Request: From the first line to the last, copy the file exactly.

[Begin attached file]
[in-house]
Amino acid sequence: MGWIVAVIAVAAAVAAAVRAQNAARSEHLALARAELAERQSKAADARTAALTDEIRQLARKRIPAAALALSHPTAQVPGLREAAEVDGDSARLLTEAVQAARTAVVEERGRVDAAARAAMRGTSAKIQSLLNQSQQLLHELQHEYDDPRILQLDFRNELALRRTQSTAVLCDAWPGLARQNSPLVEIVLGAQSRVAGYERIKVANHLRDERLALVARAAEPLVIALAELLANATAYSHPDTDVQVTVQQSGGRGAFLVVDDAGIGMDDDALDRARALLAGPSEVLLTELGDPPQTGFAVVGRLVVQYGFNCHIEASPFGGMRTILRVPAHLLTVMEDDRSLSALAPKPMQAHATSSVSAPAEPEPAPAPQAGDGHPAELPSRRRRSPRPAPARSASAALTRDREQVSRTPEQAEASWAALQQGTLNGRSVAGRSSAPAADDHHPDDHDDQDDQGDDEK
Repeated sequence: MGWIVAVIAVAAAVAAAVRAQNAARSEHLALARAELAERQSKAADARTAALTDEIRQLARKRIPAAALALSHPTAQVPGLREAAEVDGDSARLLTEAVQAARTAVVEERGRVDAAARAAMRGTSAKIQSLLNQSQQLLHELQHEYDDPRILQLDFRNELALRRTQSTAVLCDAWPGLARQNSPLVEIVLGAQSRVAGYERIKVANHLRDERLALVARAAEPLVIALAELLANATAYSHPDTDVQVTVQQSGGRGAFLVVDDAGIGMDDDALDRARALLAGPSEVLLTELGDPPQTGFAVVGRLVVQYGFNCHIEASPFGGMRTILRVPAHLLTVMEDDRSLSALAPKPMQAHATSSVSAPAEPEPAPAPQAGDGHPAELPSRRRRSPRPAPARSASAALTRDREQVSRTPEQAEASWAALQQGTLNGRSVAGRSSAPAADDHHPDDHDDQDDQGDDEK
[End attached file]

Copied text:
[in-house]
Amino acid sequence: MGWIVAVIAVAAAVAAAVRAQNAARSEHLALARAELAERQSKAADARTAALTDEIRQLARKRIPAAALALSHPTAQVPGLREAAEVDGDSARLLTEAVQAARTAVVEERGRVDAAARAAMRGTSAKIQSLLNQSQQLLHELQHEYDDPRILQLDFRNELALRRTQSTAVLCDAWPGLARQNSPLVEIVLGAQSRVAGYERIKVANHLRDERLALVARAAEPLVIALAELLANATAYSHPDTDVQVTVQQSGGRGAFLVVDDAGIGMDDDALDRARALLAGPSEVLLTELGDPPQTGFAVVGRLVVQYGFNCHIEASPFGGMRTILRVPAHLLTVMEDDRSLSALAPKPMQAHATSSVSAPAEPEPAPAPQAGDGHPAELPSRRRRSPRPAPARSASAALTRDREQVSRTPEQAEASWAALQQGTLNGRSVAGRSSAPAADDHHPDDHDDQDDQGDDEK
Repeated sequence: MGWIVAVIAVAAAVAAAVRAQNAARSEHLALARAELAERQSKAADARTAALTDEIRQLARKRIPAAALALSHPTAQVPGLREAAEVDGDSARLLTEAVQAARTAVVEERGRVDAAARAAMRGTSAKIQSLLNQSQQLLHELQHEYDDPRILQLDFRNELALRRTQSTAVLCDAWPGLARQNSPLVEIVLGAQSRVAGYERIKVANHLRDERLALVARAAEPLVIALAELLANATAYSHPDTDVQVTVQQSGGRGAFLVVDDAGIGMDDDALDRARALLAGPSEVLLTELGDPPQTGFAVVGRLVVQYGFNCHIEASPFGGMRTILRVPAHLLTVMEDDRSLSALAPKPMQAHATSSVSAPAEPEPAPAPQAGDGHPAELPSRRRRSPRPAPARSASAALTRDREQVSRTPEQAEASWAALQQGTLNGRSVAGRSSAPAADDHHPDDHDDQDDQGDDEK